Documents released to the Public Record Office today show the composition of the Joint Intelligence Committee and the network of satellite committees set up initially to combat the Soviet threat after the Second World War. Some of the hitherto unknown committees, composed of top Whitehall officials and heads of security services, are thought to exist today.
One of the JIC sub-committees - made up of senior government information officers and representatives from the Post Office, the BBC, ITN and the security services - was to control the press in the event of a third world war
The papers name most of the members of the key committees in 1963 - the time of the major espionage scandals involving John Vassal and Kim Philby. They also reveal that there was a special Whitehall sub-committee charged with stimulating defections from behind the iron curtain.
The move is the most dramatic step yet taken by William Waldegrave, the Cabinet minister in charge of open government, to lift the curtain on the secret world of intelligence and planning for a third world war.
The key officials on the main committees included the permanent secretaries of the most sensitive government departments as well as Sir Dick White, the head of MI6 at that time.
Among other key sub-committees never disclosed before is the war legislation sub-committee which was charged with preparing and reviewing draft emergency legislation for use in a future war 'in the light of experience gained in the Second World War'.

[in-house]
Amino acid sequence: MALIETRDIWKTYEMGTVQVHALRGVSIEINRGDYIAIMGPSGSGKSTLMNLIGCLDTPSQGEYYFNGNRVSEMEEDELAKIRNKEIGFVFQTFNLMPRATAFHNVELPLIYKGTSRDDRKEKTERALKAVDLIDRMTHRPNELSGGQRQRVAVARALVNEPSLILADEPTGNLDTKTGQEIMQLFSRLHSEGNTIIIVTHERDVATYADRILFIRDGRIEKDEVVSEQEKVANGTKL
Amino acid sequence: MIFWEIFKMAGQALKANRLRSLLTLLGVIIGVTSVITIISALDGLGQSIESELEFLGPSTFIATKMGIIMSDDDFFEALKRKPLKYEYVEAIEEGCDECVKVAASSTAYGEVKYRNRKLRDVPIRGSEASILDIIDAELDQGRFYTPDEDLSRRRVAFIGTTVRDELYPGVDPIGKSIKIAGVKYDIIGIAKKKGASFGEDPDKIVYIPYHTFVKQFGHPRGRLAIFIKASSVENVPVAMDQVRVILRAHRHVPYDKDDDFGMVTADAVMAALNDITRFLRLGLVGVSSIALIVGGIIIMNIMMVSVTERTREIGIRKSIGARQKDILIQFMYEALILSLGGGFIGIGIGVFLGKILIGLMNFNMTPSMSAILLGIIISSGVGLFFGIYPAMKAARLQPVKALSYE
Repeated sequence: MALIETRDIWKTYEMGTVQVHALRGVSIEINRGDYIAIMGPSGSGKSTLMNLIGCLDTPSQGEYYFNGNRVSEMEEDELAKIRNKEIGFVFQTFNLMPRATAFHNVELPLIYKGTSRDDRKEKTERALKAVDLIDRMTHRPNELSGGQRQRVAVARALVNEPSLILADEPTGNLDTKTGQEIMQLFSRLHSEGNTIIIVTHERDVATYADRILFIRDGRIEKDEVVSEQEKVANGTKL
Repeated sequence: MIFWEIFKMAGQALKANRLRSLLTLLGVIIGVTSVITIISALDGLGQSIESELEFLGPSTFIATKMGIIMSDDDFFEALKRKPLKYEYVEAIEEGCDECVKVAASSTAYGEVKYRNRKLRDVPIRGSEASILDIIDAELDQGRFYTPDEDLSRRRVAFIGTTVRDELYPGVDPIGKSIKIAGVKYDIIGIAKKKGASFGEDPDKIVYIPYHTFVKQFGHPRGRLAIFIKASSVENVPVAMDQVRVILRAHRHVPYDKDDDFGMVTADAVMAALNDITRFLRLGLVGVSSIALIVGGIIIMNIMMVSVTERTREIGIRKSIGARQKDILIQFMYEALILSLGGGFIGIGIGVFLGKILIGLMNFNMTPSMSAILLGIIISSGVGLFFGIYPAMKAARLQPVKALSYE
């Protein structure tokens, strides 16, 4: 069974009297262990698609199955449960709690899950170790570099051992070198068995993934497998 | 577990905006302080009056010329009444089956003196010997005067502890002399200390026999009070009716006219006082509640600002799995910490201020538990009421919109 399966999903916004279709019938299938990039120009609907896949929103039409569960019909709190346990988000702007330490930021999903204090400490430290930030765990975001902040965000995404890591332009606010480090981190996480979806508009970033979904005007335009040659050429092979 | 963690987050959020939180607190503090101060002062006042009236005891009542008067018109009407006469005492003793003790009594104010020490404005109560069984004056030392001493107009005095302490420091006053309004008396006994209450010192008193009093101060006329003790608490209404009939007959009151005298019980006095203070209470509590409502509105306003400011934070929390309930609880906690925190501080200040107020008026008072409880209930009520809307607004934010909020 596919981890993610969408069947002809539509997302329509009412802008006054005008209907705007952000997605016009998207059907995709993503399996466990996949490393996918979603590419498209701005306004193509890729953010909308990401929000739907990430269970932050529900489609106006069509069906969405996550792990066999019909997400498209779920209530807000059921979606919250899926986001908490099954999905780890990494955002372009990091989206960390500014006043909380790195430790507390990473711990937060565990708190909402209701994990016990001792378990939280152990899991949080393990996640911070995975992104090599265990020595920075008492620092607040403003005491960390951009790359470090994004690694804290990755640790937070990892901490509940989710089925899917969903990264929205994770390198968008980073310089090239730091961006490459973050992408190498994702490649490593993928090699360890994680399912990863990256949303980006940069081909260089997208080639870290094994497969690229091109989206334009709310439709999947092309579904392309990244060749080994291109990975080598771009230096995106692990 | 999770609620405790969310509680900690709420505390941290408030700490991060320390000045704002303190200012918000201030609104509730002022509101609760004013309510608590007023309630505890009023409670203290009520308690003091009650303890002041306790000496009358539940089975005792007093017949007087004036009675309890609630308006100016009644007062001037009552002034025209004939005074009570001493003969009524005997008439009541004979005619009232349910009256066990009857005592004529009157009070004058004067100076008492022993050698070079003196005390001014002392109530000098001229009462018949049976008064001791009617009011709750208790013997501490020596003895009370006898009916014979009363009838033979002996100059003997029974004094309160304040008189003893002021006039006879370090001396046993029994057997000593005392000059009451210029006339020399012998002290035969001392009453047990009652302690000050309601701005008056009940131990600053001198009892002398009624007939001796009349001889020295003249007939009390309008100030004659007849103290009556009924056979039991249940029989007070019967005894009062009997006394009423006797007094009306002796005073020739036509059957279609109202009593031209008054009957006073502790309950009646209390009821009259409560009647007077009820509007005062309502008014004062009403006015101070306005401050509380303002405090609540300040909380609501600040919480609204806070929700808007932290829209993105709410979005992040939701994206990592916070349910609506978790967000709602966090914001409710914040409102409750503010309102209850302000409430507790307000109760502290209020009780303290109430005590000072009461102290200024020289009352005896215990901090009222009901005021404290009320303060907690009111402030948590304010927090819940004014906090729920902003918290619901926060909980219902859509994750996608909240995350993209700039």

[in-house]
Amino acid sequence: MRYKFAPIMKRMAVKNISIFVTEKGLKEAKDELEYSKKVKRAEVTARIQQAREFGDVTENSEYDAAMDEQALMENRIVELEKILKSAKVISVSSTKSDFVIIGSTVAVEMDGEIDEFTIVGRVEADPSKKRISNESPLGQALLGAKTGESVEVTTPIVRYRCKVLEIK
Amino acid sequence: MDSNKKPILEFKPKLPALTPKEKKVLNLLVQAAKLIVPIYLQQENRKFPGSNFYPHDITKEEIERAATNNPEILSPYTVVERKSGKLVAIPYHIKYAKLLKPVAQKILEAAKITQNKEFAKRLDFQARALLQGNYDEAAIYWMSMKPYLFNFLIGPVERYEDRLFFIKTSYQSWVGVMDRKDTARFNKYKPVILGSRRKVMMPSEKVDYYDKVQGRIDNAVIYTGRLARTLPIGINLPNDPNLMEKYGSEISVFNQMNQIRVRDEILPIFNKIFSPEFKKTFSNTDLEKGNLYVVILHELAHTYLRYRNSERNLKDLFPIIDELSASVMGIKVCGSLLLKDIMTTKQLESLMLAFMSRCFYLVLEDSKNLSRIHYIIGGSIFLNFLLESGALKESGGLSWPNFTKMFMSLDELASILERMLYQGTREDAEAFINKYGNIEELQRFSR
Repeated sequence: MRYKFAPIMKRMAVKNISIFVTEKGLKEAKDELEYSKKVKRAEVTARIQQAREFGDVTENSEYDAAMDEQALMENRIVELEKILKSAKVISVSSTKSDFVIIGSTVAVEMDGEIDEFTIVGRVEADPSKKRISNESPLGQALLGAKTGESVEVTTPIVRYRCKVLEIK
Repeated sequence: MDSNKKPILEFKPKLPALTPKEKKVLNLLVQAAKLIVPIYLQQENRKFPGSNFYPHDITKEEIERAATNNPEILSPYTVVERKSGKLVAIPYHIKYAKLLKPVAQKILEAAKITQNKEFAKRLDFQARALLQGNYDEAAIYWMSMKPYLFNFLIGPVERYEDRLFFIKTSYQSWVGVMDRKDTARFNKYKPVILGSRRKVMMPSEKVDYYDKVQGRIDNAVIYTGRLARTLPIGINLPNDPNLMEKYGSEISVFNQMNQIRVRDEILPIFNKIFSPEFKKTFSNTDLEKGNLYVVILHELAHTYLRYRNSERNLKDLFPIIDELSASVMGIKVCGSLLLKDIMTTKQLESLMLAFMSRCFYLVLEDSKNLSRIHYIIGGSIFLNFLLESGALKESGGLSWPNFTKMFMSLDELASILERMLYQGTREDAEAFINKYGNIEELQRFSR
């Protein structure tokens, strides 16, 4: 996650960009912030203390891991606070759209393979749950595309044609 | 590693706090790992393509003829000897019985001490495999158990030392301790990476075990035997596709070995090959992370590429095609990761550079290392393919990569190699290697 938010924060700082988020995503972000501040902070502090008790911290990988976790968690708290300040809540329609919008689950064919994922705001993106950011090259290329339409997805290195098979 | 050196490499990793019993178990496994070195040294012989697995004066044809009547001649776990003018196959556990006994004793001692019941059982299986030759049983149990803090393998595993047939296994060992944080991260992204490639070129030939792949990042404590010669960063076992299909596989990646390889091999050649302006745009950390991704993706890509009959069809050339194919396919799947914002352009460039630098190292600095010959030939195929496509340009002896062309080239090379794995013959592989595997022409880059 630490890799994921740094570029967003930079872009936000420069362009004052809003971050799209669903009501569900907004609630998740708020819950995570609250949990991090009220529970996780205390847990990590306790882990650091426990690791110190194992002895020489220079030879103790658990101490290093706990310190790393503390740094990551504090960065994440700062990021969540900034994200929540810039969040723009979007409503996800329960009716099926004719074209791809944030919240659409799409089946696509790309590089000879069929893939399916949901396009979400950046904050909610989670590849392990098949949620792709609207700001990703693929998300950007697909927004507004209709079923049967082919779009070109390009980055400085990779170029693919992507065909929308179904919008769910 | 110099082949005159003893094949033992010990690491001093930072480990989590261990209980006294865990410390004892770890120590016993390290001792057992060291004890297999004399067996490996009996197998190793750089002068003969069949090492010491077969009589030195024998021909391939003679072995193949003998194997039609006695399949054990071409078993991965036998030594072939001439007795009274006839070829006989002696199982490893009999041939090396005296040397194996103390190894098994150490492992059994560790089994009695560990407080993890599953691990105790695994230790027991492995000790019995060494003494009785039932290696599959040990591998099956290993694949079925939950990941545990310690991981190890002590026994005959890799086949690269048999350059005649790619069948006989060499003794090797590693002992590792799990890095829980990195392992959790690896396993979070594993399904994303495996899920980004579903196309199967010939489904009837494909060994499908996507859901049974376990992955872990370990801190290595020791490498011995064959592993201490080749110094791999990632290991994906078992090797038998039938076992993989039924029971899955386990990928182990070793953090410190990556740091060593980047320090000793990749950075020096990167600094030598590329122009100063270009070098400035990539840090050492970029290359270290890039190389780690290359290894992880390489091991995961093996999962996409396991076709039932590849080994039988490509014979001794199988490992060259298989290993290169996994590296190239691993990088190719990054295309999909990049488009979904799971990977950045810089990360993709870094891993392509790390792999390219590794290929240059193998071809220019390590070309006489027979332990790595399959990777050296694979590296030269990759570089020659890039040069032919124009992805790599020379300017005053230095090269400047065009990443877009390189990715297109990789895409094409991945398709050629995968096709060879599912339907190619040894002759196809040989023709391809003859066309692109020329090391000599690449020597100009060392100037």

The committees also include a Berlin Contingency Planning group to plan non-military counter measures in the event of a Berlin blockade and an Evacuations From Abroad Committee aimed at repatriating British nationals overseas in the event of a global war.
Other committees include the London Communications Electronics Security Board which was given the role of protecting high-security military and civilian signals traffic from enemy surveillance.
The press control committee's official terms of reference were to 'draw up and subsequently keep under review the arrangements for distributing official announcements, information and guidance to the press and broadcasting authorities in a precautionary period and in global war'. It included senior officials from major departments.
Last night Dr Peter Hennessy, professor of contemporary history at Queen Mary and Westfield College, London University, welcomed publication of the new Cabinet committee book as being 'without precedent'. He said that it exposed 'the bone structure of the most secret apparatus of the state during the high years of the Cold War'. Although the papers of the committees had not yet been disclosed, Whitehall had nevertheless acknowledged for the first time 'the degree of depth' to which the structure of government had been influenced by considerations of further world war.Reuse content